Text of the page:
Publishers failing BME readers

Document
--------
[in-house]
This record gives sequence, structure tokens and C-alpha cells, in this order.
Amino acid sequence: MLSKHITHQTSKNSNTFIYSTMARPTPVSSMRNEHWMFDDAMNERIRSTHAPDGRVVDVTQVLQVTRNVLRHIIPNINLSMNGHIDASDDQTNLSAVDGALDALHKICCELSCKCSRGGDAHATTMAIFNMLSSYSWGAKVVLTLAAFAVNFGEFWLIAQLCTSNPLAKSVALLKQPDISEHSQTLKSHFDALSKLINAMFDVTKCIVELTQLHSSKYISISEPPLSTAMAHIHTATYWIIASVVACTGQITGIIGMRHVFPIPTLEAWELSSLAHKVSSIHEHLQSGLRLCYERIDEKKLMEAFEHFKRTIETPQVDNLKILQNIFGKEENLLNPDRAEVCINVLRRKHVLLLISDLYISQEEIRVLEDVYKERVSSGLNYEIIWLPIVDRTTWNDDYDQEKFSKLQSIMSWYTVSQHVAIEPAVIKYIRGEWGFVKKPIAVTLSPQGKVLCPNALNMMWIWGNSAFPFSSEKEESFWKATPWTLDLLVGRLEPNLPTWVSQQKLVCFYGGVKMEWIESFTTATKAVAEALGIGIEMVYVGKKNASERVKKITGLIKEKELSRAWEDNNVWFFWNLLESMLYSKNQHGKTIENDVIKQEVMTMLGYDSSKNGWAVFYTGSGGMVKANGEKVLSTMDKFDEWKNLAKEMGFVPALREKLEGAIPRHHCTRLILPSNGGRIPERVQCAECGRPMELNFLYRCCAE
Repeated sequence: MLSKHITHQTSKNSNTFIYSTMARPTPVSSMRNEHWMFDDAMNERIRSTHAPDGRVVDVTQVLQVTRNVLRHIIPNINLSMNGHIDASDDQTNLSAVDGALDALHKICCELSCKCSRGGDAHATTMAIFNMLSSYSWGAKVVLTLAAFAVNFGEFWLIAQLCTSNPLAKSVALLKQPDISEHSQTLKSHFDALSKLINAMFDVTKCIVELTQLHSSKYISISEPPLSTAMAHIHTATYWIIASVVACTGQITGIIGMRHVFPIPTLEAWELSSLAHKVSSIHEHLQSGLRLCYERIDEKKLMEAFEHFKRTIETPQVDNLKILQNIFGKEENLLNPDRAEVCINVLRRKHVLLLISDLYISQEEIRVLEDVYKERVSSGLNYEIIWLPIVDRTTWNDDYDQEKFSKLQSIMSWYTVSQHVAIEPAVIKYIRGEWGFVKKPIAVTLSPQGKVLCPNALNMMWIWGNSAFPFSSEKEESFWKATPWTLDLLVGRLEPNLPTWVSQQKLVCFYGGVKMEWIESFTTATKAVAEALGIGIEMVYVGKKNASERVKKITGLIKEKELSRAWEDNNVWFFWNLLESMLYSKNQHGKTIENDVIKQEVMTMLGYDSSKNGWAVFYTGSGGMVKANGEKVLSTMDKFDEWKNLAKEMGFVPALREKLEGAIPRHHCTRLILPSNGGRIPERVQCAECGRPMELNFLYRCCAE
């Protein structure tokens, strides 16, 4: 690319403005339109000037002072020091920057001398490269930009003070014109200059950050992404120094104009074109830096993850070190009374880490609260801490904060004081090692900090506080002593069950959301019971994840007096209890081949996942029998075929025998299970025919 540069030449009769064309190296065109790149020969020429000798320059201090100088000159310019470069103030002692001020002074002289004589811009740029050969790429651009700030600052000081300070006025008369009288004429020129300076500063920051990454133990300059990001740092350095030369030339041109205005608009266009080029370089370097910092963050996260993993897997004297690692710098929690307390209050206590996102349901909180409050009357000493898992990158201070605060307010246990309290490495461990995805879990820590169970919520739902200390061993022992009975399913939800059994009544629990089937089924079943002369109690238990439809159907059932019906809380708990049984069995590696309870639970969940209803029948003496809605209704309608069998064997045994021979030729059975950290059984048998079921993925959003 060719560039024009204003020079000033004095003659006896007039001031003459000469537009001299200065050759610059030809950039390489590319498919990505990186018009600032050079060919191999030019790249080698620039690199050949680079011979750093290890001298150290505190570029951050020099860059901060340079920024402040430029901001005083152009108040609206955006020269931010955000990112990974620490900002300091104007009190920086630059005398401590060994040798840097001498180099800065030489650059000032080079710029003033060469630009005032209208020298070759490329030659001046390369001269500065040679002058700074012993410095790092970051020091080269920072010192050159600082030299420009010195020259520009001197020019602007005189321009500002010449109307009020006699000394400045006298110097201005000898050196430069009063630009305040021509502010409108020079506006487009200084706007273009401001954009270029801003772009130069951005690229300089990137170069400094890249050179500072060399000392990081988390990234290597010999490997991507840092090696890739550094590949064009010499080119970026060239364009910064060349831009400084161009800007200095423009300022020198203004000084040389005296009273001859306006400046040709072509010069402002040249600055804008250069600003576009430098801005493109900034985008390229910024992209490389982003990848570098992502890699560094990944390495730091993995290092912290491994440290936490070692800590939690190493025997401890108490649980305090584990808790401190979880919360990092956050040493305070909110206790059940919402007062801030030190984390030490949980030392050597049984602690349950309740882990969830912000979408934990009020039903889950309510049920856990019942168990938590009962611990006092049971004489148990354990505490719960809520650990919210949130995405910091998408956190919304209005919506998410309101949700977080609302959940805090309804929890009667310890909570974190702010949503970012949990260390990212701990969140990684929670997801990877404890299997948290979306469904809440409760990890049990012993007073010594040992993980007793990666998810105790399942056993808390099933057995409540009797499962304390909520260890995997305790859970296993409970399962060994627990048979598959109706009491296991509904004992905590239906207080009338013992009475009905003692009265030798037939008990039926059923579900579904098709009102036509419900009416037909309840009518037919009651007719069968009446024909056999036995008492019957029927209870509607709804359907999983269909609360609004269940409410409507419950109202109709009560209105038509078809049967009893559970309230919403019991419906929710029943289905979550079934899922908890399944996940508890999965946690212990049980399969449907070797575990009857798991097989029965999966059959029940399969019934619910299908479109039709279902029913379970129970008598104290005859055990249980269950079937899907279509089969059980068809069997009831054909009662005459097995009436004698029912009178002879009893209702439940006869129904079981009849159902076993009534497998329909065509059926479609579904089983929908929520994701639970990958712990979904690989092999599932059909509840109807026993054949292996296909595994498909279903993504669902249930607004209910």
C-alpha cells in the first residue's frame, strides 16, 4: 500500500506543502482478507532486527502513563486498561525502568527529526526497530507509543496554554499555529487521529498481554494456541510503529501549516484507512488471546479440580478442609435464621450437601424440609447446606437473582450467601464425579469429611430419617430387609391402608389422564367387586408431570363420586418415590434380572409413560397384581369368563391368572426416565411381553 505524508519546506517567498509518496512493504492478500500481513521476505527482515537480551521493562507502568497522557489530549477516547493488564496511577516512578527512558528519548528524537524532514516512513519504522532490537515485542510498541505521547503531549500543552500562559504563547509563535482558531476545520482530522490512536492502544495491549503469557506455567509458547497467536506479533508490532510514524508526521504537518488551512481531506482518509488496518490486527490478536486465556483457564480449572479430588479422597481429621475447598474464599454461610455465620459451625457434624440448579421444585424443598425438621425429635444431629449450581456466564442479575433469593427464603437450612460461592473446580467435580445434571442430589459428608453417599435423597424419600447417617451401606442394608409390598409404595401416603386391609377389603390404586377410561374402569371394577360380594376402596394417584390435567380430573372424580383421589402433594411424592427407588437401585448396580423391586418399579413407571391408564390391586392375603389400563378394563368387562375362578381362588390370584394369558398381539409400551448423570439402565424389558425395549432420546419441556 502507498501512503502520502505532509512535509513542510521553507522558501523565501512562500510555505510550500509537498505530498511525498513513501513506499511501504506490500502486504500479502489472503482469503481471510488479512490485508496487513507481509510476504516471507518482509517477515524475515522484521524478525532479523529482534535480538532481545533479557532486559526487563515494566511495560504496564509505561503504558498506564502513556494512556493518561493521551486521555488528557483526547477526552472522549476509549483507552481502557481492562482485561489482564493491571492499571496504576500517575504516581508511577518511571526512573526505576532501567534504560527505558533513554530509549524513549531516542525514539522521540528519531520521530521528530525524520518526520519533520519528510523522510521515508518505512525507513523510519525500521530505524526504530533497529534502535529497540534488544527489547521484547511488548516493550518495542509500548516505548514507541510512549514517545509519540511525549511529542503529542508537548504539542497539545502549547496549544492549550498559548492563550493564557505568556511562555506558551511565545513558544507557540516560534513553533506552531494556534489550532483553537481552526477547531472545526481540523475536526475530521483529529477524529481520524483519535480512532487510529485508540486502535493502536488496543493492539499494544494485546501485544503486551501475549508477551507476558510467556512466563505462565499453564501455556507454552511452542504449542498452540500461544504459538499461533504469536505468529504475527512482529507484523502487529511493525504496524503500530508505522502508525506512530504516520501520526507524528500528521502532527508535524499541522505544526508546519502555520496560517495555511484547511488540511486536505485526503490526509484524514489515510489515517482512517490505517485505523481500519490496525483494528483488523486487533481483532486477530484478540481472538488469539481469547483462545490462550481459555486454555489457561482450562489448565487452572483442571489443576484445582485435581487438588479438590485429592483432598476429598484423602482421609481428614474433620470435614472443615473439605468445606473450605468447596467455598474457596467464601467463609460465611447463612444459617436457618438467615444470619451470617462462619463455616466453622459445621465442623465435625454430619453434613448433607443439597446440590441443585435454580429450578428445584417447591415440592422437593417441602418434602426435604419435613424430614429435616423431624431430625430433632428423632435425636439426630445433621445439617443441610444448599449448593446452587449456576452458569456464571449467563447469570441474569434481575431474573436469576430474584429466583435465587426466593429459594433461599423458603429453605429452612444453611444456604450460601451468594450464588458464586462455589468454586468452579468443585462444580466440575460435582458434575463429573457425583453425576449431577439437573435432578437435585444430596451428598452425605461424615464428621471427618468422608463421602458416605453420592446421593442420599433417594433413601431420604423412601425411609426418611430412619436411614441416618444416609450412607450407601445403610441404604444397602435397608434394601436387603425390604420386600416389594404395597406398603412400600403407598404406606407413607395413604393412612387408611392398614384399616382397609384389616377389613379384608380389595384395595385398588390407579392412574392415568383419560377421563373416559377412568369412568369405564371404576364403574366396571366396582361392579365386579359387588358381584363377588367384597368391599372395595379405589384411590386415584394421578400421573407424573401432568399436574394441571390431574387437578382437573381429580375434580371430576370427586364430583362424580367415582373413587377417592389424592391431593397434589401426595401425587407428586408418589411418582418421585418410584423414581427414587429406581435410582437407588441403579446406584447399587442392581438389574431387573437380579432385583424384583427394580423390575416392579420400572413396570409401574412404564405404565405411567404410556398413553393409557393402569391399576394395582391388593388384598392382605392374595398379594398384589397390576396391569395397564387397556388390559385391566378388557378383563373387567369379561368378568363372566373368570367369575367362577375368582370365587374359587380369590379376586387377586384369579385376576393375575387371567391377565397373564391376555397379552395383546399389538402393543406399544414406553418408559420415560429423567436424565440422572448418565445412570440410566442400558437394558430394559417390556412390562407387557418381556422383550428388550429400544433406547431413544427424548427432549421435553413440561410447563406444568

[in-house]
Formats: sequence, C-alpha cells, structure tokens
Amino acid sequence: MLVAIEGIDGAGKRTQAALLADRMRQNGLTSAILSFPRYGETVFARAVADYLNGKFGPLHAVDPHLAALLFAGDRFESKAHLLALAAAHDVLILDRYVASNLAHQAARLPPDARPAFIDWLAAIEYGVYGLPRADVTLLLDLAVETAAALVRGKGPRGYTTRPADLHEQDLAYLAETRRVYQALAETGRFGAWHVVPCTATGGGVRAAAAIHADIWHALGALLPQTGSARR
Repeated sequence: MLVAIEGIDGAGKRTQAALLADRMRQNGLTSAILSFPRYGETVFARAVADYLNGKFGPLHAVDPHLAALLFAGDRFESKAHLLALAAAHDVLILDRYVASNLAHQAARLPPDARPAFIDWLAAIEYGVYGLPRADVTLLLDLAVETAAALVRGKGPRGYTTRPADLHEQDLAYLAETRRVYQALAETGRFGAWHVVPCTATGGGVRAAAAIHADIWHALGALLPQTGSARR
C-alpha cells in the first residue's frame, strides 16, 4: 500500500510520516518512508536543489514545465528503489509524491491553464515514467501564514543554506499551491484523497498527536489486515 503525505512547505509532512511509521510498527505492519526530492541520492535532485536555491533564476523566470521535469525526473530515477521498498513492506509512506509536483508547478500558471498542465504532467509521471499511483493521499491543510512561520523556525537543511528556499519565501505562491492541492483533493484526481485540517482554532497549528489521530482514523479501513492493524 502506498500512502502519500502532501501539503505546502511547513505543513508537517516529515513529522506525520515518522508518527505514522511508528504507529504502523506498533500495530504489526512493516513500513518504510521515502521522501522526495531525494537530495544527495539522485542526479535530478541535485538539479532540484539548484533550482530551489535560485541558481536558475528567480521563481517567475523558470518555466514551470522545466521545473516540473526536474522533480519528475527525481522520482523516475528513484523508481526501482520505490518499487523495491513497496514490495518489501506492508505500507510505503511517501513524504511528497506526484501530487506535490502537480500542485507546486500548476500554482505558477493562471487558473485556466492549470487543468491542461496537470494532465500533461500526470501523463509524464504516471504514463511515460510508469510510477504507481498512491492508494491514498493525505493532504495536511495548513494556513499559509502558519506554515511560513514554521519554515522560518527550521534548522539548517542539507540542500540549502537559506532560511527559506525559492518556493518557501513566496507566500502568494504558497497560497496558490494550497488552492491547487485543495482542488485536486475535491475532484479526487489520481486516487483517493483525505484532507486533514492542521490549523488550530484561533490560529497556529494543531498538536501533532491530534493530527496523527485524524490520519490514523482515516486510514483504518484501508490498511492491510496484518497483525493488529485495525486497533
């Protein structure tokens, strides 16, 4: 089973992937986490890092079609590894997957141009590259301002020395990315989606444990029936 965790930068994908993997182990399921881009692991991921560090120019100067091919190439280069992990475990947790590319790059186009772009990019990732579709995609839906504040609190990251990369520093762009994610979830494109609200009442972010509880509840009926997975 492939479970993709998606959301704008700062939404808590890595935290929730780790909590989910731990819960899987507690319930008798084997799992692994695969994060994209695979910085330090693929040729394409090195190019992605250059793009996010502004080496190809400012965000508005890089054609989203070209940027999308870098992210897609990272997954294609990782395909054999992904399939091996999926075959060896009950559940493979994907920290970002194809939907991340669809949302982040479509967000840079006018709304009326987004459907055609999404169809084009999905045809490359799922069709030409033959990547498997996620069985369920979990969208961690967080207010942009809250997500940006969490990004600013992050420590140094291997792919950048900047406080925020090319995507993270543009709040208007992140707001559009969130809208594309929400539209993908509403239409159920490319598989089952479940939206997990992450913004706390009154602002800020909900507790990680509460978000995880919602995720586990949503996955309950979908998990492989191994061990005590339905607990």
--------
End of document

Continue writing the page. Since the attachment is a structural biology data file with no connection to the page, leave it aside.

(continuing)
<p>The emphasis on promoting literary fiction risks neglecting demands from Black and Minority Ethnic (BME) readers for mainstream genres such as inspirational memoirs and children&#39;s books. That was one of the conclusions of a seminar run by The Bookseller and The Reading Agency (TRA), exploring new partnerships between publishers, libraries and retailers to expand the BME market.</p><p>Samenua Sesher, director of the Arts Council-backed Books For All and Decibel campaigns, argued that BME readers were being targeted with the wrong material by publishers and the media. Literary novelists such as Salman Rushdie and V S Naipaul were not popular with the majority of BME readers, she said. She also cautioned against &quot;too much division&quot; and specialisation of product or marketing when tastes are wide-ranging: &quot;The complexity of our multiple identities has to be in the mix.&quot;</p><p>Research by TRA and HarperCollins estimated the value of the UK BME books market at &pound;120m and rising. It has a more female and younger profile than the overall UK book market: out of 500 book buyers questioned, 72% were women and 52% were under 35. Over a third of panellists described themselves as &quot;heavy readers&quot;, getting through more than 10 books a year, and 56% of them shopped in W H Smith (compared to 39% of UK readers overall).</p><p>The research revealed a growing demand from BME readers for non-fiction and children&#39;s books. The market is led by literature based on the lives of &quot;strong role models&quot;, such as Constance Briscoe, David Beckham and even Katie Price (Jordan).</p><p>The most popular genre was crime, mystery and thrillers, with 52% of BME panellists choosing titles from this category. There was also room for growth in the saga, romance, health and spirituality areas, which BME panellists were often ordering from America. Literary fiction was cited by only 26% of respondents.</p><p>Amanda Ridout, m.d. of HarperCollins, said the findings were a &quot;major cry out to the publishing industry&quot; to address the lack of diversity and representation. &quot;Publishers must act like cultural tourists to find mass appeal products and look beyond the literary genre,&quot; she said. &quot;We need to source and encourage new voices.&quot;</p><p>Statistics show that despite the fact that 45% of the BME panellists have young children, more than the UK average, they are buying fewer books for children. Vivian Archer, owner of the Newham Bookshop, said while picture books are being addressed, there is still a lack of diversity in titles for seven to nine year-olds. Debbie Hicks of TRA said the findings &quot;debunked a lot of myths&quot;, such as assuming that a BME audience was seeking literature set in a &quot;familiar culture&quot;.</p><p>The panellists were no more likely than average to use setting as a motivation for choosing a book. This also applied to their interest in books written by BME authors, which only affected 22% of the panel&#39;s decision.</p><p>The consensus was that publishing companies needed guidance from libraries over how to reach new readers, after it emerged that 72% of the BME panellists were active library users, with a quarter borrowing weekly and a third monthly.</p><p>Linda Saunders, chief librarian from Sandwell Library, said publishing output was slow to change and she regularly faced complaints of &quot;inaction&quot; from library users. But she added: &quot;There is a huge appetite to engage and demand is waiting to grow.&quot;</p><p>Sunny Hundal, editor of Asians In Media, argued that recent media controversies over BME writers such as Monica Ali and Gautam Malkani wrongly focused on their &quot;authenticity&quot;.</p><p>Mary Fitzpatrick, the BBC&#39;s diversity executive, said the publishing industry urgently needed to broaden its staff intake to represent and reflect changing readerships. The point was accepted by Penguin&#39;s group marketing and publicity director Joanna Prior, who emphasised the opportunity for positive action to diversify companies.</p>